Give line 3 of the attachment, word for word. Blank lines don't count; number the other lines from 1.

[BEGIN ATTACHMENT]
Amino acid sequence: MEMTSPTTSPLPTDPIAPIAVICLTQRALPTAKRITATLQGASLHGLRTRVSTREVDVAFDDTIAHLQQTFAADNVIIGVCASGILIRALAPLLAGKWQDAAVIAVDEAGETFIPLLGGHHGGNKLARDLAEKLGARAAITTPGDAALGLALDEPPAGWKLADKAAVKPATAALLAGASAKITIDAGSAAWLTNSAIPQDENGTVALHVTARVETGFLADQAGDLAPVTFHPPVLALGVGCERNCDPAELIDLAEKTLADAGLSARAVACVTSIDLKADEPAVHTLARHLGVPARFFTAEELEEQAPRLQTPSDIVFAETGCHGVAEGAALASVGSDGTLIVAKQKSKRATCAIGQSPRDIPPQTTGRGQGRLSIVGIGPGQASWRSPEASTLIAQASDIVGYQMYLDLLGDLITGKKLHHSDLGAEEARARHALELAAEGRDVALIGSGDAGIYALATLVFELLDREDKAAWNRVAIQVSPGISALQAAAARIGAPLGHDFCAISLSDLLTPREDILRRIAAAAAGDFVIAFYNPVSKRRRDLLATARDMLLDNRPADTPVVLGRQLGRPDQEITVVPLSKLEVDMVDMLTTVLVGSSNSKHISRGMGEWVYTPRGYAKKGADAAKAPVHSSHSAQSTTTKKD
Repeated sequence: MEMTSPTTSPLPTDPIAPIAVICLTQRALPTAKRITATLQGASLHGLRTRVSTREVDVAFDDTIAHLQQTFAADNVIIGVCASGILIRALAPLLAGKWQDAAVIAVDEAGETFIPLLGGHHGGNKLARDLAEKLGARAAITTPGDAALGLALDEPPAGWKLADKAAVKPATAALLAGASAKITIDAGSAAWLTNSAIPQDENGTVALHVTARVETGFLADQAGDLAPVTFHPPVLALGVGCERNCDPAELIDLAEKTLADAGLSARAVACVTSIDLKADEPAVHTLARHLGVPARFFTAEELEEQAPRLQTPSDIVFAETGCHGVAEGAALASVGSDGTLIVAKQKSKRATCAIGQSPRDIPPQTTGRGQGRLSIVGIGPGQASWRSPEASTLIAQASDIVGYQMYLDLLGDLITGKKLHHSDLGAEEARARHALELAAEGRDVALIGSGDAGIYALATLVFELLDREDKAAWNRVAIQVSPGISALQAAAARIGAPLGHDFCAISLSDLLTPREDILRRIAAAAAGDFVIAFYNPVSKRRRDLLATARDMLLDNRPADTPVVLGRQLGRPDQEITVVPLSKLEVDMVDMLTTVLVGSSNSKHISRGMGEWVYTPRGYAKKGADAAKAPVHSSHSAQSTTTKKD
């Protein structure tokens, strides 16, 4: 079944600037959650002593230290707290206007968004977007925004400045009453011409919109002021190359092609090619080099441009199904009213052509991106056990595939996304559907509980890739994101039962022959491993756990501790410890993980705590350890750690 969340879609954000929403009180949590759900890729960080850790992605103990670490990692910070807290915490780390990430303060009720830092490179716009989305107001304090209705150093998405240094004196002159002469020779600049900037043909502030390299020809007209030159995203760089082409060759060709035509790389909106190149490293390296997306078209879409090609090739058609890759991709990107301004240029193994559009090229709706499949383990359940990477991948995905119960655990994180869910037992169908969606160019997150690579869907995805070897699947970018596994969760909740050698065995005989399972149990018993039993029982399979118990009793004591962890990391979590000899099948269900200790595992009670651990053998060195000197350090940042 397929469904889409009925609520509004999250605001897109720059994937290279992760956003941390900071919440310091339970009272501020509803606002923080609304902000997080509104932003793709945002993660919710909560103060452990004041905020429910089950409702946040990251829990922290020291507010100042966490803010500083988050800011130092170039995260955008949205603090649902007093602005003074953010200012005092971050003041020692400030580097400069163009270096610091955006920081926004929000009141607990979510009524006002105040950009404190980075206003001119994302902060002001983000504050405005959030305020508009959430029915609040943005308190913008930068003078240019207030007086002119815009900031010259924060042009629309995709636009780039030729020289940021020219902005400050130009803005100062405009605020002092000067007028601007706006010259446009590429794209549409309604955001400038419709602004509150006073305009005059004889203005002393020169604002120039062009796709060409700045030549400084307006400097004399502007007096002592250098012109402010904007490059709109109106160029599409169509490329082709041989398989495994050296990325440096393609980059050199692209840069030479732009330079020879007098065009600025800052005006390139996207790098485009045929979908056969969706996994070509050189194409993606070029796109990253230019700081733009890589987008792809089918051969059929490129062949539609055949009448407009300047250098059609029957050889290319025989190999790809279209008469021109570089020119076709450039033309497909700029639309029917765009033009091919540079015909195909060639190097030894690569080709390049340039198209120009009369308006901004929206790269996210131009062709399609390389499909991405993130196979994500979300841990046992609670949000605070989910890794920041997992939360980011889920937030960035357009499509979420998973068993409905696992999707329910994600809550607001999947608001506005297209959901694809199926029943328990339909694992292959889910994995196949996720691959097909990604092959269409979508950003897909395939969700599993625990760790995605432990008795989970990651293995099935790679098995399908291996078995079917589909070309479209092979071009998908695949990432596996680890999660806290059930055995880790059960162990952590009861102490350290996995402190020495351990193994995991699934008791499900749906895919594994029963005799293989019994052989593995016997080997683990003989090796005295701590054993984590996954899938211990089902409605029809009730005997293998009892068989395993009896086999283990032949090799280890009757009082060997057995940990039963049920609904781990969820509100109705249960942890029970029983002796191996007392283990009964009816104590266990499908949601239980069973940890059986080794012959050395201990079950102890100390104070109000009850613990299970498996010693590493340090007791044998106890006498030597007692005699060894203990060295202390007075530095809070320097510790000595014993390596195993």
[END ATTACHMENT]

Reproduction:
């Protein structure tokens, strides 16, 4: 079944600037959650002593230290707290206007968004977007925004400045009453011409919109002021190359092609090619080099441009199904009213052509991106056990595939996304559907509980890739994101039962022959491993756990501790410890993980705590350890750690 969340879609954000929403009180949590759900890729960080850790992605103990670490990692910070807290915490780390990430303060009720830092490179716009989305107001304090209705150093998405240094004196002159002469020779600049900037043909502030390299020809007209030159995203760089082409060759060709035509790389909106190149490293390296997306078209879409090609090739058609890759991709990107301004240029193994559009090229709706499949383990359940990477991948995905119960655990994180869910037992169908969606160019997150690579869907995805070897699947970018596994969760909740050698065995005989399972149990018993039993029982399979118990009793004591962890990391979590000899099948269900200790595992009670651990053998060195000197350090940042 397929469904889409009925609520509004999250605001897109720059994937290279992760956003941390900071919440310091339970009272501020509803606002923080609304902000997080509104932003793709945002993660919710909560103060452990004041905020429910089950409702946040990251829990922290020291507010100042966490803010500083988050800011130092170039995260955008949205603090649902007093602005003074953010200012005092971050003041020692400030580097400069163009270096610091955006920081926004929000009141607990979510009524006002105040950009404190980075206003001119994302902060002001983000504050405005959030305020508009959430029915609040943005308190913008930068003078240019207030007086002119815009900031010259924060042009629309995709636009780039030729020289940021020219902005400050130009803005100062405009605020002092000067007028601007706006010259446009590429794209549409309604955001400038419709602004509150006073305009005059004889203005002393020169604002120039062009796709060409700045030549400084307006400097004399502007007096002592250098012109402010904007490059709109109106160029599409169509490329082709041989398989495994050296990325440096393609980059050199692209840069030479732009330079020879007098065009600025800052005006390139996207790098485009045929979908056969969706996994070509050189194409993606070029796109990253230019700081733009890589987008792809089918051969059929490129062949539609055949009448407009300047250098059609029957050889290319025989190999790809279209008469021109570089020119076709450039033309497909700029639309029917765009033009091919540079015909195909060639190097030894690569080709390049340039198209120009009369308006901004929206790269996210131009062709399609390389499909991405993130196979994500979300841990046992609670949000605070989910890794920041997992939360980011889920937030960035357009499509979420998973068993409905696992999707329910994600809550607001999947608001506005297209959901694809199926029943328990339909694992292959889910994995196949996720691959097909990604092959269409979508950003897909395939969700599993625990760790995605432990008795989970990651293995099935790679098995399908291996078995079917589909070309479209092979071009998908695949990432596996680890999660806290059930055995880790059960162990952590009861102490350290996995402190020495351990193994995991699934008791499900749906895919594994029963005799293989019994052989593995016997080997683990003989090796005295701590054993984590996954899938211990089902409605029809009730005997293998009892068989395993009896086999283990032949090799280890009757009082060997057995940990039963049920609904781990969820509100109705249960942890029970029983002796191996007392283990009964009816104590266990499908949601239980069973940890059986080794012959050395201990079950102890100390104070109000009850613990299970498996010693590493340090007791044998106890006498030597007692005699060894203990060295202390007075530095809070320097510790000595014993390596195993």